Following three years of research and development, Sher.ly is launching its local cloud system, aiming to change the way we store and share information. Our innovative software solution integrates your existing hard drives into a private, tightly controlled cloud network. Rather than have to send out open links to files or share copies across a public cloud, organizations and individuals alike can now count on the security of invite-only, limited-access file-sharing that keeps data where it belongs: on the devices that produced it.
Who is your startup aimed at?
For businesses collaborating on sensitive information, Sher.ly means robust reporting, simple access management controls, and easy-to-use auditing tools, integrated into a secure space that allows for all the dynamic, collaborative work of the traditional cloud without the blaring privacy risks.
How does your startup stand out against its competitors?
Sher.ly is faster, safer, simpler and more efficient than protocols used in traditional cloud software platforms. It’s an entirely new way to think about data storage. The principle is still the same, but the foundation is radically different.
Sher.ly is not just local storage, our software links devices together, enabling access and secure sharing to all of your files from any connected device without actually moving your data anywhere outside company infrastructure: we separate control from data.
Where did the idea for the startup come from?
After three years of research, Sher.ly was developed to be the next thing after sync. We aim to apply the concept of content delivery networks onto a local scale, bridging mobile file systems and desktops. We don’t want users to be concerned about syncing files. Some people put their entire drives into the cloud, which is just wrong and a waste of time and bandwidth. Our intelligence file system is creating a better system. It anticipates which files to present, and where and when to access them. Five years ago sync was magical, however, today it is not enough for a mobile and connected world. We are building the next thing after sync.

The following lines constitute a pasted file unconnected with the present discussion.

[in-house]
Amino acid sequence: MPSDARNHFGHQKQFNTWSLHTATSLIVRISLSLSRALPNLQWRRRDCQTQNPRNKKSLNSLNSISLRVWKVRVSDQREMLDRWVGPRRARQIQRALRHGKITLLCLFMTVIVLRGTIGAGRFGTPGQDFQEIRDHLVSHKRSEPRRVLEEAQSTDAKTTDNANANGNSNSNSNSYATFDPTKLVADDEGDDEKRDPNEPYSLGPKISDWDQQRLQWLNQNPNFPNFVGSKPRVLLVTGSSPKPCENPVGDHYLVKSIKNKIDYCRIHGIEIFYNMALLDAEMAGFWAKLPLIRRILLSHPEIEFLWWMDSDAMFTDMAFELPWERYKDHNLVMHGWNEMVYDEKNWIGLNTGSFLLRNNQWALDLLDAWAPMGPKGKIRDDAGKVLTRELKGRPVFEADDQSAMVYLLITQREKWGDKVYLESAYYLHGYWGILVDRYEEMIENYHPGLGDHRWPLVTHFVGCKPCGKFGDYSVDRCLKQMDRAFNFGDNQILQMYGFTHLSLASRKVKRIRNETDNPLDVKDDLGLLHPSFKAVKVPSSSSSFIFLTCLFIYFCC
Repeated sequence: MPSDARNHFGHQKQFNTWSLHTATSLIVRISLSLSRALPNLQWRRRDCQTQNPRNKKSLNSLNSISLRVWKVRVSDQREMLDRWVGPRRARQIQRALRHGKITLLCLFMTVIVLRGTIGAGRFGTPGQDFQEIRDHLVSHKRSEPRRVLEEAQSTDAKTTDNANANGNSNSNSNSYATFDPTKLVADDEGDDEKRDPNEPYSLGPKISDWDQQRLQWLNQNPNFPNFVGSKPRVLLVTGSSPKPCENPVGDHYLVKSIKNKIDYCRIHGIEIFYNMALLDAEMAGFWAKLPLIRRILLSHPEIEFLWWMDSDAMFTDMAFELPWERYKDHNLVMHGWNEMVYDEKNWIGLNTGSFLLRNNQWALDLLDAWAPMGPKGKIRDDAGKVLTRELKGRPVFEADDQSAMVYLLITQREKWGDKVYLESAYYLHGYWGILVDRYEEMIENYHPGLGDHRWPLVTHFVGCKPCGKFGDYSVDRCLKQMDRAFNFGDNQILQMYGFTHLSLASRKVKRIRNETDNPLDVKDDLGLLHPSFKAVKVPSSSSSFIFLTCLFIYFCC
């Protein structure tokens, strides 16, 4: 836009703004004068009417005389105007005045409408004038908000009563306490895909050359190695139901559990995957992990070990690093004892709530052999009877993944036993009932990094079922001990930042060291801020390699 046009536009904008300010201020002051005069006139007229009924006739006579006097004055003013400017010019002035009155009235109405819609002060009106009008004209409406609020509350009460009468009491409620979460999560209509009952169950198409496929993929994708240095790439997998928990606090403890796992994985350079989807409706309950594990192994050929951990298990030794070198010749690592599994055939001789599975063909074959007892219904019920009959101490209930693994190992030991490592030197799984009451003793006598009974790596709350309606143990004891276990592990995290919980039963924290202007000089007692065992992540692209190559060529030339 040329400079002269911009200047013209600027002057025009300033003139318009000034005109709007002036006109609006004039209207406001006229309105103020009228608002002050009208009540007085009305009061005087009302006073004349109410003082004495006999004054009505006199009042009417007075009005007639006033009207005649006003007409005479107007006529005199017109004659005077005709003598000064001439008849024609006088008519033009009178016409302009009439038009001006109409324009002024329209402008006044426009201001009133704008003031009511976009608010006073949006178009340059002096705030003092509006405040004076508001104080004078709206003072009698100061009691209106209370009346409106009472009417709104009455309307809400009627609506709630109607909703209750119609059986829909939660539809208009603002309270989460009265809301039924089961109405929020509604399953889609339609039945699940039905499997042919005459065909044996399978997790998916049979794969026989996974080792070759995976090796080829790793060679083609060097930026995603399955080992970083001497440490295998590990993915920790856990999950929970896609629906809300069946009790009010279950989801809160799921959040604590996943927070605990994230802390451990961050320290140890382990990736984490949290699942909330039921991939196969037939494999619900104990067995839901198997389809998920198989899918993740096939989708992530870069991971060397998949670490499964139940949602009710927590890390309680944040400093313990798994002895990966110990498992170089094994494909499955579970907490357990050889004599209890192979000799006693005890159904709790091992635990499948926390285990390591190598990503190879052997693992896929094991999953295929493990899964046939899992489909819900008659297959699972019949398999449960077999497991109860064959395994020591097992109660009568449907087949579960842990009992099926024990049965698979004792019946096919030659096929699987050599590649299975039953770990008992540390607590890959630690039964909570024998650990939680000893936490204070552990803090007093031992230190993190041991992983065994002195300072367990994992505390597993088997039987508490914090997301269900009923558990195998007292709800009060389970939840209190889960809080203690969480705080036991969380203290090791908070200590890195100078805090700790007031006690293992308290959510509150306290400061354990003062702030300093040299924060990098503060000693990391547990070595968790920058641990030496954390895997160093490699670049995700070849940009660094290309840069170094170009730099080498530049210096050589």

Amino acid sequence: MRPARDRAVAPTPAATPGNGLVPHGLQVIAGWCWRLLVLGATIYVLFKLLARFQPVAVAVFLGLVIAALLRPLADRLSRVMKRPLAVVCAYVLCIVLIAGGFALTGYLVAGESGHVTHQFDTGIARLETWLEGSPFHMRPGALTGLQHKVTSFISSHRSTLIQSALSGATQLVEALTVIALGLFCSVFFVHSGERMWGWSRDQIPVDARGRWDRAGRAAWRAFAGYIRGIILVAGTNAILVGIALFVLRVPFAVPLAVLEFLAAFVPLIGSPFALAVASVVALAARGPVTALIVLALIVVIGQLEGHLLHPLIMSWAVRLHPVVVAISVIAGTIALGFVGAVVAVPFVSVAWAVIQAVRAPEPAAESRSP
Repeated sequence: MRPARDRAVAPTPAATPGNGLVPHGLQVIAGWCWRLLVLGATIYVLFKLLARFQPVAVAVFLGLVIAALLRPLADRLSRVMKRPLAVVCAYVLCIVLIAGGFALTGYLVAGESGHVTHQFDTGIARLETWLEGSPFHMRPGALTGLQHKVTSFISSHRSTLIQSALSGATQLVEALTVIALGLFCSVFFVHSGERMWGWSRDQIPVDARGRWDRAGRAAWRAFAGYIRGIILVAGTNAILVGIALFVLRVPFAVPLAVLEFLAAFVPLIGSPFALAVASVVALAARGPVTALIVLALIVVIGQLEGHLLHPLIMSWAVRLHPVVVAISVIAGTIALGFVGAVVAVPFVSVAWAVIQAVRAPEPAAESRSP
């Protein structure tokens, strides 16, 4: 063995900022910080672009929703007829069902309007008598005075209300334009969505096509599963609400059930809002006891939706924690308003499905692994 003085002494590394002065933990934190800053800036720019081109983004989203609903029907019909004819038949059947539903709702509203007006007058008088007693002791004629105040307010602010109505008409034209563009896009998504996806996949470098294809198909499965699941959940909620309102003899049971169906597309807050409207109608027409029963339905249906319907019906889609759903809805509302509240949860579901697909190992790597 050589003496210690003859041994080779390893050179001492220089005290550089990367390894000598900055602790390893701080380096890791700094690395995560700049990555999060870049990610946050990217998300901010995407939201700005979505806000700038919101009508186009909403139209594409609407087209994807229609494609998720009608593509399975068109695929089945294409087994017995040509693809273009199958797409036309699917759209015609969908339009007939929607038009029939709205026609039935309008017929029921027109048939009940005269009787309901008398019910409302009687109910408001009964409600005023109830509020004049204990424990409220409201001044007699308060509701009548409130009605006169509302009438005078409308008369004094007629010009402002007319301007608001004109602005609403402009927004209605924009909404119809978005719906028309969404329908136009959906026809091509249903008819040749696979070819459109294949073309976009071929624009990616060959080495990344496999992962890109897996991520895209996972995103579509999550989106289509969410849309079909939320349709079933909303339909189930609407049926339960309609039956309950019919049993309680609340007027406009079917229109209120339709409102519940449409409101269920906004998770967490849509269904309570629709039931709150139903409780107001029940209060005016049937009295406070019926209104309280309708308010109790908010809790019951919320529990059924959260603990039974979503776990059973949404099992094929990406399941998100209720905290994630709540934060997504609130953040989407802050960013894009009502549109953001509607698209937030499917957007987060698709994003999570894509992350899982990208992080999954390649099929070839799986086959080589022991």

Did you have any concerns when starting your business, if so what were they?
Well, there are always big risks when starting something, especially if it’s new. The technology may not work, you may not find good people for the team, you may run out of money, you may lose interest; you have to be able to operate in environments of extreme uncertainty. We experienced it all. We deal with these risks every day. “Startup” is actually translated into “I don’t know,” but you have to make decisions and move forward.
What is your business background, and what got you interested in startups?
I’m a network guy who specialized in network data transmission technologies and security. I’m the inventor of GatelessVPN and Sher.ly secure connectivity technology. I have been managing corporate IT projects for over 15 years, delivering custom infrastructure and mobile solutions for banks and ISPs across Europe. The Sher.ly project is my second startup after PrivacyProtector.